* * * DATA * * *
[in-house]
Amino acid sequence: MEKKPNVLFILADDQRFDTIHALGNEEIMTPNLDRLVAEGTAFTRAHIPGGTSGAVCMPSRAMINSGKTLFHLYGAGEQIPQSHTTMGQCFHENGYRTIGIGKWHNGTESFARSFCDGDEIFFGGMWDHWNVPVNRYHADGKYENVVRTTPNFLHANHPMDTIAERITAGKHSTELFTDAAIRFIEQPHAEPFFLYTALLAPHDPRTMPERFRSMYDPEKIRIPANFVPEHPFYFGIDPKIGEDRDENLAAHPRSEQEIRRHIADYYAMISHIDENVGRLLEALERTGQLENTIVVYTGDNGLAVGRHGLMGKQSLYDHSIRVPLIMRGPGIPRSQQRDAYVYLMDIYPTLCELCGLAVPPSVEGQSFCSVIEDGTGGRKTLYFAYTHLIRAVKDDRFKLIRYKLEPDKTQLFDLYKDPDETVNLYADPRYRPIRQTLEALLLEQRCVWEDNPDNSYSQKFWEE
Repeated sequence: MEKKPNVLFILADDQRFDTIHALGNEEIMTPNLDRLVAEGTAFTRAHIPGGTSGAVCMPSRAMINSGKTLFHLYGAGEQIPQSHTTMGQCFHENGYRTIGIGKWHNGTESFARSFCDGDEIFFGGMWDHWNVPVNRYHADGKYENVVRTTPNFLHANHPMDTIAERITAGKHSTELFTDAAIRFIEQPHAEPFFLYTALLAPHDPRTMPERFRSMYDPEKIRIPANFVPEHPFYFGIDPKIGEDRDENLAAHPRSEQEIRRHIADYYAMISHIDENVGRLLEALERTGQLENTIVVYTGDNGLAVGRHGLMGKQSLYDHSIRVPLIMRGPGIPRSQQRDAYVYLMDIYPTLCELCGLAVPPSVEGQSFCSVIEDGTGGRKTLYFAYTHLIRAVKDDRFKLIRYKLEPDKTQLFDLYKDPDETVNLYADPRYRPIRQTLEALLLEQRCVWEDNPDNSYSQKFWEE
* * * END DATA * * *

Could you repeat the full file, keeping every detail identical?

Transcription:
[in-house]
Amino acid sequence: MEKKPNVLFILADDQRFDTIHALGNEEIMTPNLDRLVAEGTAFTRAHIPGGTSGAVCMPSRAMINSGKTLFHLYGAGEQIPQSHTTMGQCFHENGYRTIGIGKWHNGTESFARSFCDGDEIFFGGMWDHWNVPVNRYHADGKYENVVRTTPNFLHANHPMDTIAERITAGKHSTELFTDAAIRFIEQPHAEPFFLYTALLAPHDPRTMPERFRSMYDPEKIRIPANFVPEHPFYFGIDPKIGEDRDENLAAHPRSEQEIRRHIADYYAMISHIDENVGRLLEALERTGQLENTIVVYTGDNGLAVGRHGLMGKQSLYDHSIRVPLIMRGPGIPRSQQRDAYVYLMDIYPTLCELCGLAVPPSVEGQSFCSVIEDGTGGRKTLYFAYTHLIRAVKDDRFKLIRYKLEPDKTQLFDLYKDPDETVNLYADPRYRPIRQTLEALLLEQRCVWEDNPDNSYSQKFWEE
Repeated sequence: MEKKPNVLFILADDQRFDTIHALGNEEIMTPNLDRLVAEGTAFTRAHIPGGTSGAVCMPSRAMINSGKTLFHLYGAGEQIPQSHTTMGQCFHENGYRTIGIGKWHNGTESFARSFCDGDEIFFGGMWDHWNVPVNRYHADGKYENVVRTTPNFLHANHPMDTIAERITAGKHSTELFTDAAIRFIEQPHAEPFFLYTALLAPHDPRTMPERFRSMYDPEKIRIPANFVPEHPFYFGIDPKIGEDRDENLAAHPRSEQEIRRHIADYYAMISHIDENVGRLLEALERTGQLENTIVVYTGDNGLAVGRHGLMGKQSLYDHSIRVPLIMRGPGIPRSQQRDAYVYLMDIYPTLCELCGLAVPPSVEGQSFCSVIEDGTGGRKTLYFAYTHLIRAVKDDRFKLIRYKLEPDKTQLFDLYKDPDETVNLYADPRYRPIRQTLEALLLEQRCVWEDNPDNSYSQKFWEE